Question: A Florida corporation, with a physical location and principal address in Florida, sells flowers, gift baskets, and other items of tangible personal property over the Internet. The company does not maintain any inventory and instead uses the inventory of florists in the delivery location to deliver purchased products. Are deliveries outside of Florida subject to Florida sales tax?
Answer: Reversing the lower appeals court, the Florida Supreme Court says yes.
The florist mounted two challenges. First was a Due Process argument. The Due Process Clause requires some type of physical presence within the taxing State. Quill Corp. v. North Dakota, 504 U.S. 298 (1992). That presence existed here.
The second challenge was a dormant Commerce Clause claim. Such claims are based on State activity that impairs interstate commerce. To survive a dormant Commerce Clause claim, a tax must meet the four requirements of Complete Auto Transit, Inc. v. Brady, 430 U.S. 274, 279 (1977). These four requirements are that the tax is applied to an  activity with a substantial nexus with the taxing State,  is fairly apportioned,  does not discriminate against interstate commerce, and  is fairly related to the services provided by the State.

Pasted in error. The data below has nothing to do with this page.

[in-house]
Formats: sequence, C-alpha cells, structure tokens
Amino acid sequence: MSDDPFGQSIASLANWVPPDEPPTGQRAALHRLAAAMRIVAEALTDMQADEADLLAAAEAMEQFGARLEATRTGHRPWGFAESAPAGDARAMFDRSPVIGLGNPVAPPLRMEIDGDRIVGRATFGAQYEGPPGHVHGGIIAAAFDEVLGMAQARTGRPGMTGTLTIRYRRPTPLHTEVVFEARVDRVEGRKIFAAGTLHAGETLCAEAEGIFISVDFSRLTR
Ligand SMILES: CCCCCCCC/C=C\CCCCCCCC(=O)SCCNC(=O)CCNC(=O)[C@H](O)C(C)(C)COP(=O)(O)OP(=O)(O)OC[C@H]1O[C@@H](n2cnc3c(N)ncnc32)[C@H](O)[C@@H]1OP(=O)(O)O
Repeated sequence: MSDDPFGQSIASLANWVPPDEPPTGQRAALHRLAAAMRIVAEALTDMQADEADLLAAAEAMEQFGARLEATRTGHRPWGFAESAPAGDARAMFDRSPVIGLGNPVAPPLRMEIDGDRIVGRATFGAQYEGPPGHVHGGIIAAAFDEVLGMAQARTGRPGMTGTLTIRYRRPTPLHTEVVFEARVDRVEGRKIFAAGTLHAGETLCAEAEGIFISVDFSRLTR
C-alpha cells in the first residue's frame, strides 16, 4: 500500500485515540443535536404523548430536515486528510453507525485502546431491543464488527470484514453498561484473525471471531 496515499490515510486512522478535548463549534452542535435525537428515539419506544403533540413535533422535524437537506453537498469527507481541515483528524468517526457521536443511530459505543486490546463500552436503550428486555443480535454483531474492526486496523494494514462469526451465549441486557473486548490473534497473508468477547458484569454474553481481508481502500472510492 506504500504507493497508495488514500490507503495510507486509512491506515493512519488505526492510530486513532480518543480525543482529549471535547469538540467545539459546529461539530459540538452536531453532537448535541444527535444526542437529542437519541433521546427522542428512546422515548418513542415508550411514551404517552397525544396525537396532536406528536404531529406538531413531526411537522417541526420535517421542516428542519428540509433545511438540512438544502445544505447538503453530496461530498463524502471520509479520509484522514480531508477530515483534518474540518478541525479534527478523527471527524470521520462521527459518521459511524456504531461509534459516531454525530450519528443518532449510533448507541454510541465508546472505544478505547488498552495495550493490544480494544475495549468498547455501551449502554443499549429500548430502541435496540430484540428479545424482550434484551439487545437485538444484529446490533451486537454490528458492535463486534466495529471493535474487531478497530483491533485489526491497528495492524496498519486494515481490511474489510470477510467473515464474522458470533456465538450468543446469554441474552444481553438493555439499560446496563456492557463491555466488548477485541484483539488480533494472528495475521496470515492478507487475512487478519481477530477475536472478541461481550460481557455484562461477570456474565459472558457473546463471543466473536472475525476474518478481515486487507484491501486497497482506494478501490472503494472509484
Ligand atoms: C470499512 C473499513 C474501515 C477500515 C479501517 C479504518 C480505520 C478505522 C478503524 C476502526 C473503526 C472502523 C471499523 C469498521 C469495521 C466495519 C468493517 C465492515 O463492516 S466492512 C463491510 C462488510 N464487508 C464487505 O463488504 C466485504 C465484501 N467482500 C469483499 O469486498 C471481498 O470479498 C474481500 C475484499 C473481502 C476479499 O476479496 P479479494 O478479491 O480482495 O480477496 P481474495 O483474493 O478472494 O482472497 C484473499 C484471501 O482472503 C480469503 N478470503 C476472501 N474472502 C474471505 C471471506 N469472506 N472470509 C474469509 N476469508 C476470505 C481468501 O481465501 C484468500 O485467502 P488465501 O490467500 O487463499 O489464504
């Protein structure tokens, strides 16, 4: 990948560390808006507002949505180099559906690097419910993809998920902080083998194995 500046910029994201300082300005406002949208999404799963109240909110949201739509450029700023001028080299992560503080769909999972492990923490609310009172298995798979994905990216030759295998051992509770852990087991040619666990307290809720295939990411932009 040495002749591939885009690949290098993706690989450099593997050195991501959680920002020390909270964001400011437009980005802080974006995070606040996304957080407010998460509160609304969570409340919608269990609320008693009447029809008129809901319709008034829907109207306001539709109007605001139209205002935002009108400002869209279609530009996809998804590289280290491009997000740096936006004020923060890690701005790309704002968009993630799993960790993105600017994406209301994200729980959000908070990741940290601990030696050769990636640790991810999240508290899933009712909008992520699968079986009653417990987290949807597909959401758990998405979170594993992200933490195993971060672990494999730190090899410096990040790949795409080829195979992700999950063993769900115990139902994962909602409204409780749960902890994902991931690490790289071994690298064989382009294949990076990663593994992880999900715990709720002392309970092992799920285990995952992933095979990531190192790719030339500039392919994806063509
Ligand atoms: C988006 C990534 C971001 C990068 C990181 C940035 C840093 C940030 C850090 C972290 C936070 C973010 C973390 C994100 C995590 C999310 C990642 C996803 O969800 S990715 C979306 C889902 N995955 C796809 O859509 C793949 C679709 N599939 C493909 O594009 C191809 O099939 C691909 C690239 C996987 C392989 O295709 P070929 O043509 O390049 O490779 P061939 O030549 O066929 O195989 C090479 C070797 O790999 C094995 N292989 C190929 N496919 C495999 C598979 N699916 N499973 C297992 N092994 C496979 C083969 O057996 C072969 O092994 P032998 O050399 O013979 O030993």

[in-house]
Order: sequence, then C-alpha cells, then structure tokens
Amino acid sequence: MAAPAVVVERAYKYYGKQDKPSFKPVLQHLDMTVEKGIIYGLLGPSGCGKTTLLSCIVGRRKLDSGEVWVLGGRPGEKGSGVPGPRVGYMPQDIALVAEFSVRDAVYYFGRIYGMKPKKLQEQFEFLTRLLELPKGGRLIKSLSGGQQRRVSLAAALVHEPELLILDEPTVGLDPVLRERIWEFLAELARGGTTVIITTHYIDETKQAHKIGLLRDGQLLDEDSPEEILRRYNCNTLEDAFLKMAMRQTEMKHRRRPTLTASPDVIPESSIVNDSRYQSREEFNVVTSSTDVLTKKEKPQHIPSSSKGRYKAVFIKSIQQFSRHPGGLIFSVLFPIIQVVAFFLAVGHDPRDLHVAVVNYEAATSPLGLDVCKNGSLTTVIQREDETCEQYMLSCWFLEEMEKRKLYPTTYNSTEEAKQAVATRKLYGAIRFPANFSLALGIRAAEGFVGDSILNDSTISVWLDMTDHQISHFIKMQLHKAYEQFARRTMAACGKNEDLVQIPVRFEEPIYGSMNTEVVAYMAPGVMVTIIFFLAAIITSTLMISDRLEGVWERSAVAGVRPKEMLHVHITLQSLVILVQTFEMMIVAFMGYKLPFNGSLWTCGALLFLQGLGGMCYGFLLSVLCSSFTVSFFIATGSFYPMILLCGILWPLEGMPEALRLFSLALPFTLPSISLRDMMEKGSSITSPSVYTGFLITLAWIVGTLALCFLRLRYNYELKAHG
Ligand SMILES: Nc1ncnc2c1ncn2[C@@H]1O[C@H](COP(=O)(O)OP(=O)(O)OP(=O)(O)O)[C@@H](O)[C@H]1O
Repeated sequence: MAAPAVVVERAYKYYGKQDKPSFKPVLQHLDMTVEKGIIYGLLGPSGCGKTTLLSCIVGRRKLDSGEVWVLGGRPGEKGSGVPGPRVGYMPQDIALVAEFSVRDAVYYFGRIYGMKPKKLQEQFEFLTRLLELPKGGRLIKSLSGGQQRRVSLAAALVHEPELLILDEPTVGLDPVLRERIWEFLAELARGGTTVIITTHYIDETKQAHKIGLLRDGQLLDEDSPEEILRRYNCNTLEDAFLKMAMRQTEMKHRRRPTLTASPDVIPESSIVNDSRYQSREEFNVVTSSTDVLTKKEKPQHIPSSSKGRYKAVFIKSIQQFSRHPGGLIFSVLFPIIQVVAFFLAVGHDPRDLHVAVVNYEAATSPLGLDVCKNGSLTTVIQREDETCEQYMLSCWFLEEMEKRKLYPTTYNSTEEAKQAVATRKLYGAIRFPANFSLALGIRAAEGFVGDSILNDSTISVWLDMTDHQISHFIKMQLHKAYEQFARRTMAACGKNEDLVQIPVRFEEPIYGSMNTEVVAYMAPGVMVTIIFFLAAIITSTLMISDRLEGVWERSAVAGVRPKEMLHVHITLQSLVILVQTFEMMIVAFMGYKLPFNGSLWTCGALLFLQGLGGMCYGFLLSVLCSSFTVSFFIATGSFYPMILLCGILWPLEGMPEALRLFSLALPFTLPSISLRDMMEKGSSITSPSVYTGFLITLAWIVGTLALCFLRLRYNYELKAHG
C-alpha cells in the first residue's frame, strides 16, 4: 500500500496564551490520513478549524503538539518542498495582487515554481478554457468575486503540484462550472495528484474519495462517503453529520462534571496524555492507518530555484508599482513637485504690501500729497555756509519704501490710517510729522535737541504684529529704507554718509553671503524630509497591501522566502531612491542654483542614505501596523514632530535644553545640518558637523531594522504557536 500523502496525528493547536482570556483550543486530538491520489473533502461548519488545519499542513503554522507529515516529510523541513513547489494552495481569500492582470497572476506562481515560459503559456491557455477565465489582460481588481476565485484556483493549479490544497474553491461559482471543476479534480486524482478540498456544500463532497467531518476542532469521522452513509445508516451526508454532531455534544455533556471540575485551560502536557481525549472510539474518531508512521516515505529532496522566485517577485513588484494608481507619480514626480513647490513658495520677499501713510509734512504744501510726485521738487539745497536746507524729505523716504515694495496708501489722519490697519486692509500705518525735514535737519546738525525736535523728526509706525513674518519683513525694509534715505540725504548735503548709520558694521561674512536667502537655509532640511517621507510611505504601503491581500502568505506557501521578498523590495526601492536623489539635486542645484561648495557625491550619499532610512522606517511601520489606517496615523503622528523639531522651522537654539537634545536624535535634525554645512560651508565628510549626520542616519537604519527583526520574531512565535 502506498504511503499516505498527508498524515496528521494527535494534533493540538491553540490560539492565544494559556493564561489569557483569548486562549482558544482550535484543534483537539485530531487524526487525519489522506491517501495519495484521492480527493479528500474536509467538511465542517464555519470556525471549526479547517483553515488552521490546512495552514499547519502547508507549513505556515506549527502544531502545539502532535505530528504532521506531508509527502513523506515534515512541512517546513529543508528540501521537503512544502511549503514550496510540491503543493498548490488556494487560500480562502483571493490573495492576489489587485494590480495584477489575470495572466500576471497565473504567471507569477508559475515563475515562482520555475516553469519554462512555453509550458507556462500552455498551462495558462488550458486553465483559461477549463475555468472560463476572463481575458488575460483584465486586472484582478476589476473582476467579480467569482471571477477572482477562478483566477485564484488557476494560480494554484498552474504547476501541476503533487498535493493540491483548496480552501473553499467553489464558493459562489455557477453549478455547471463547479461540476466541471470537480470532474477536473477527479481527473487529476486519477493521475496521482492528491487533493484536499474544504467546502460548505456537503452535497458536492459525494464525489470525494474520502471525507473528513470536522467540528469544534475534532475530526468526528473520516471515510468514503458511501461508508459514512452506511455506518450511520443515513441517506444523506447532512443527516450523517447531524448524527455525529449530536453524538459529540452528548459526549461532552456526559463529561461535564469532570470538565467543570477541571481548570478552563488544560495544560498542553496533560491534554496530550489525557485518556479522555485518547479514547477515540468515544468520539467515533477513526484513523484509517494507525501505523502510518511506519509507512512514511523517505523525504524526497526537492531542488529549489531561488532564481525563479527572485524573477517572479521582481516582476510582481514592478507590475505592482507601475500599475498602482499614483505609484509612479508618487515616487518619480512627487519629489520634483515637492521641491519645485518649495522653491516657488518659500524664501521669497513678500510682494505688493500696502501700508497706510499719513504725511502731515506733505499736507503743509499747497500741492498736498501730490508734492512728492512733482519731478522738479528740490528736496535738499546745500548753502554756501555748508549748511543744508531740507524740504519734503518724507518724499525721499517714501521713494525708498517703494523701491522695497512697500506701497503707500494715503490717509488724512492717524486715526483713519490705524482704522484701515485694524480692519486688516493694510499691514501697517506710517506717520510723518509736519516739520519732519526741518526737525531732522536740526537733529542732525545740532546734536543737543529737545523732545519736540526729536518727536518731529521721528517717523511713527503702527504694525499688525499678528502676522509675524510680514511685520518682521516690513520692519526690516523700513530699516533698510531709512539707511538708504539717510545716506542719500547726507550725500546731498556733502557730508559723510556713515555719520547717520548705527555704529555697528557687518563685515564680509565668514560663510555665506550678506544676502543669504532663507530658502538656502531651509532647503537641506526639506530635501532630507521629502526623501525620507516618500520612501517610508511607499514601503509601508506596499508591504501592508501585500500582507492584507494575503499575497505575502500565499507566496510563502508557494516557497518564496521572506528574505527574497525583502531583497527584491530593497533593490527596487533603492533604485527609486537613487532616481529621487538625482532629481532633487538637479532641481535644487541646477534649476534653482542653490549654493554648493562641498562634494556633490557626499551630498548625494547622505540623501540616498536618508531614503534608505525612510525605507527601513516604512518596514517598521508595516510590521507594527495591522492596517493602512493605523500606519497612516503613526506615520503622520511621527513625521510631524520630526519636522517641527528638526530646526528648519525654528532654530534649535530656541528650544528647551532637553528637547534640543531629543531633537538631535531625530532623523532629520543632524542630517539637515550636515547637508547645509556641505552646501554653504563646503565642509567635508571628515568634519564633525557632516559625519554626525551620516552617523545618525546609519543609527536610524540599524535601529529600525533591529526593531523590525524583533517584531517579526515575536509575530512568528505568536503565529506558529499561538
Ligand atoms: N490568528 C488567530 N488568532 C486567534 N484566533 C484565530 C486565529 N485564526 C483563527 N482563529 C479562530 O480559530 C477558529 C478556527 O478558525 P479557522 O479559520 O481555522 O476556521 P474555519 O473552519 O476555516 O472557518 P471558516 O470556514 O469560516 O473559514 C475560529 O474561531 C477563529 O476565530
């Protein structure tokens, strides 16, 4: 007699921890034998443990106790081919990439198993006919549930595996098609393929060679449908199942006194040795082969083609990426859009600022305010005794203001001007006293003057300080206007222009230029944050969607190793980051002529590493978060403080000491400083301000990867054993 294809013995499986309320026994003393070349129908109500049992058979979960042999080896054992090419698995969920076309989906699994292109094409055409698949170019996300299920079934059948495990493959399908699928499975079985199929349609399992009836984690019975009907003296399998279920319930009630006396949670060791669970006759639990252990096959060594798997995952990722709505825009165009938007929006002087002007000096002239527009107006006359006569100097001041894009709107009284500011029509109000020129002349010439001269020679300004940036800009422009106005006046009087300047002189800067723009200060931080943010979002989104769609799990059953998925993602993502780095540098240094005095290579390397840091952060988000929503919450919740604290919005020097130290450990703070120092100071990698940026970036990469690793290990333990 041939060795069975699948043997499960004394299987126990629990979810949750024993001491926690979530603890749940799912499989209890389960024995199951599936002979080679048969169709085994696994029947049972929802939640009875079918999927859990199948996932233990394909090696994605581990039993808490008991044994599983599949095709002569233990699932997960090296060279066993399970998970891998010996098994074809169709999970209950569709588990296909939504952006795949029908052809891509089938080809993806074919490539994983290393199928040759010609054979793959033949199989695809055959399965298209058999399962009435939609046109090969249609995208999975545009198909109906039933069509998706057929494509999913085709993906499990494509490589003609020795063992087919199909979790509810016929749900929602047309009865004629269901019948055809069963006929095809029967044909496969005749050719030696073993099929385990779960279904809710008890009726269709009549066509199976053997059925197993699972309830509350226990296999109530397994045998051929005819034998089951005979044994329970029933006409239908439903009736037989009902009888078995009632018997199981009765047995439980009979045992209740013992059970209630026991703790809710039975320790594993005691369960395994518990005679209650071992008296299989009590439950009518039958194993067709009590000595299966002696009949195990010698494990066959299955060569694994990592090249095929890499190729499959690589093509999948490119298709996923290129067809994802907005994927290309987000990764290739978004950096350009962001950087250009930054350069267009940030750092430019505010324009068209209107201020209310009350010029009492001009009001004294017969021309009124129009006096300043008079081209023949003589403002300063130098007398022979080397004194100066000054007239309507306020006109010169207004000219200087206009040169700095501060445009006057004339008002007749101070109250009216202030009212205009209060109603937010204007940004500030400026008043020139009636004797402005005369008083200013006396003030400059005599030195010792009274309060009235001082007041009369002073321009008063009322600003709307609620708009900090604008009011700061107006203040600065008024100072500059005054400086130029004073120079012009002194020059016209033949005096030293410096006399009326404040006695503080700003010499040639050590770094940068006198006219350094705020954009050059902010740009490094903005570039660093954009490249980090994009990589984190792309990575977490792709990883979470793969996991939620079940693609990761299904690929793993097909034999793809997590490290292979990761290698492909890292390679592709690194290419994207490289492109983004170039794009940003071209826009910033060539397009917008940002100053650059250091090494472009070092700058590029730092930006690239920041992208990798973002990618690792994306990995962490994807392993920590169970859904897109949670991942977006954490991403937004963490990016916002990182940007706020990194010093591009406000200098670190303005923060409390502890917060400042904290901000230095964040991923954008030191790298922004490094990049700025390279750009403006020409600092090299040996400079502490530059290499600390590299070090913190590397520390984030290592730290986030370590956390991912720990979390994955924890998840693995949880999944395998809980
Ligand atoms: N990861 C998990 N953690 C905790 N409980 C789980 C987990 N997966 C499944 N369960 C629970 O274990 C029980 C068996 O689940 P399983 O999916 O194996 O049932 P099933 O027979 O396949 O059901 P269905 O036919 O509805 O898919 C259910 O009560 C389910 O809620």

The Court reviewed all four requirements and found them to be met, in large part due to the physical presence and formation in Florida. While not directly relevant, the Court also noted that Florida would not tax an out-of-state Florida that delivers through a Florida florist.
In regard to being “fairly apportioned,” an internal consistency test applies the legal fiction of all States having the same law as Florida and asks if more than one state could then impose tax. In this case, there would be no such double tax. This test has always been bothersome to me since it doesn’t ask whether the same transaction is actually being taxed in two jurisdictions due to the taxing regime in the other jurisdiction.
Implications: Sellers situated in Florida conducting Internet sales will not be able to raise constitutional objections to Florida sales taxes on sales out-of-state, even if the goods come from non-Florida sources or suppliers.
Florida Department of Revenue v. American Business USA Corp., 41 Fla.L.Weekly S237a (Florida Supreme Court, May 26, 2016)